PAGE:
A password will be e-mailed to you.

Written by Grant Morrison
Art by Cameron Stewart

The Story

Batman versus Zombie Batman. What else do you need?

Here ends the Blackest Knight story arc. Previously, Dick decides that the world needs the one true Batman (sorry Terry McGinnis fans), so he takes the supposed Batcorpse to jolly old England where there’s a magical multi-use Lazarus Pit. Confirming what everyone has known since the end of Final Crisis, the corpse isn’t really Bruce Wayne, so it resurrects as a twisted, crazed version that makes its way to Gotham. Dealing  with it becomes the focus of this issue.

This issue sets out to accomplish two points, and it does that well. One, it shows Damian is still a tough little badass brat even when crippled. Two, and more importantly, it provides more set up for the return of Bruce Wayne.  This may prove to be a key turning point in the title towards the eventual return of Bruce later this year, and it feels like a natural conclusion for the characters to reach at the end of this book.

Morrison does well in including little moments of superhero campiness for humor, from Dick’s excitement for a team up with Batwoman to Batwoman wondering what connection there could be between Zombie Batman and Bruce Wayne. Not as much as Dick had hoped.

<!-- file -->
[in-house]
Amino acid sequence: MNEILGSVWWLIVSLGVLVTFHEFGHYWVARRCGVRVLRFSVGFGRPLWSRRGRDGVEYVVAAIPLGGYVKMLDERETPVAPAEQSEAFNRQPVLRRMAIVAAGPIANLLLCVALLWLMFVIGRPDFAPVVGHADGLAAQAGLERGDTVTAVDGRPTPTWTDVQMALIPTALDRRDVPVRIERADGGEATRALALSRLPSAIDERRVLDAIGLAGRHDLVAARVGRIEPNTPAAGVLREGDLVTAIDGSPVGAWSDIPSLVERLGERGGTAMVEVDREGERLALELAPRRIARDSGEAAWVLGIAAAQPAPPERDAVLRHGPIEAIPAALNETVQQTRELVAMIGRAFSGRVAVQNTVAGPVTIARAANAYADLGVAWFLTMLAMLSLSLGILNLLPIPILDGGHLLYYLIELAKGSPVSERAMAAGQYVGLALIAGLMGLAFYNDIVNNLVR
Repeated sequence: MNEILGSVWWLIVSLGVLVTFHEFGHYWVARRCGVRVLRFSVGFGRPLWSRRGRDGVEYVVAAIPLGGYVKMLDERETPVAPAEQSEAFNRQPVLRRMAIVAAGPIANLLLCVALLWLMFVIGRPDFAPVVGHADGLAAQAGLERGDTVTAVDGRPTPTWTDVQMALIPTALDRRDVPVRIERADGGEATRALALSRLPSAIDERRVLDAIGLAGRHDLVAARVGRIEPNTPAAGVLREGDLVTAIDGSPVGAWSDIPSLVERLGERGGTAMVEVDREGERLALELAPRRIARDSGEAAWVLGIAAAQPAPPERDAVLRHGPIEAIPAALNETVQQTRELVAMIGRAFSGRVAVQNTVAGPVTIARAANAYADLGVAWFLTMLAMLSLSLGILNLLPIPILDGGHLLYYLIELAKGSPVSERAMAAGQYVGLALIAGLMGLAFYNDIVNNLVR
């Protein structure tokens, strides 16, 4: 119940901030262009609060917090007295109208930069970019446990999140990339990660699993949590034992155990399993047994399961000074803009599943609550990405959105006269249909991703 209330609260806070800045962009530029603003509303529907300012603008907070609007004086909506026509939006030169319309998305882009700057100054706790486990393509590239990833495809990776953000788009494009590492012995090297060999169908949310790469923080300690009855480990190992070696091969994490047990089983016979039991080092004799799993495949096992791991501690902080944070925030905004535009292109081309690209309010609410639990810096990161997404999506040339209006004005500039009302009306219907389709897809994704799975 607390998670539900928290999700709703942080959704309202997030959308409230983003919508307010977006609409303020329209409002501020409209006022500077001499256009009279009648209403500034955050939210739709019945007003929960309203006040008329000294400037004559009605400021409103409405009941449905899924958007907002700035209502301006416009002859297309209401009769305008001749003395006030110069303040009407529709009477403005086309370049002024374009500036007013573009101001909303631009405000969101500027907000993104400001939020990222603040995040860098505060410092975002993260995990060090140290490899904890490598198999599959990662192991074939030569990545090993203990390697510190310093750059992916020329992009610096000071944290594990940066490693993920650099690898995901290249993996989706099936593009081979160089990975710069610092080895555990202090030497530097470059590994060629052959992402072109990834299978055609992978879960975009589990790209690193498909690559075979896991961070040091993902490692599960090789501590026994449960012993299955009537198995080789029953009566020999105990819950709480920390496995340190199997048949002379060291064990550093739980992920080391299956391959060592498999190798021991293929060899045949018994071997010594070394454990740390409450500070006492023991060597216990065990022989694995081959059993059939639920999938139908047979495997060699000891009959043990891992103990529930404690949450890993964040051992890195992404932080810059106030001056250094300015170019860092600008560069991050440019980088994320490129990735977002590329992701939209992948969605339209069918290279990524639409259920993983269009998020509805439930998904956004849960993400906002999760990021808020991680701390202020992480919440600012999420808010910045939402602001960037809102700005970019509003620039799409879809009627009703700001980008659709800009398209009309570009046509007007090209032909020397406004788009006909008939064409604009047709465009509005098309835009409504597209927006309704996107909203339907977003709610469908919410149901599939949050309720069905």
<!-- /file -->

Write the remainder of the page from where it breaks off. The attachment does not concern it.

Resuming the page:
There are a couple of dialog issues though. I’m not a big fan of heavy phonetic dialog, which is everything Zombie Batman says. Given the jumbled mind of the character, it makes sense that his words would be as well. What doesn’t make sense is that his words would be spelled differently while sounding the same. When something becomes hard to read, it becomes a distraction from the story.

My other dialog issue is a seemingly forced delivery of Dick referring to Tim by full name. These guys are essentially brothers. Both he and the readers know there is a familiar enough relationship to stick to first names. After all, when’s the last time you referred to your brother by first and last name.


The Art

Generally decent art, but not really anything more. Stewart does a softer, rounder and slightly less detailed version of Frank Quitely’s Batman and Robin, and for the most part, it works. Damian looks a bit chubby, but that could understandably just be swelling.

Nice attention is paid to Zombie Batman’s continued decay. He just keeps getting worse from a natural decay and the constant abuse he gets in fights.

The panel placements get oddly crooked at points, probably to represent hectic movement and combat, but it can be distracting in contrast with the more standard grid-like layout. It does lead to a neat and interesting layout for the Batman and Batwoman team-up fight.


All in all, a decent issue with relatively few problems. Plus a Zombie Batman, which I doubt anyone’s zombie apocalypse survival plans are prepared for.

The Review
Story 8/10
Art 8/10
Overall (Not an Average) 8/10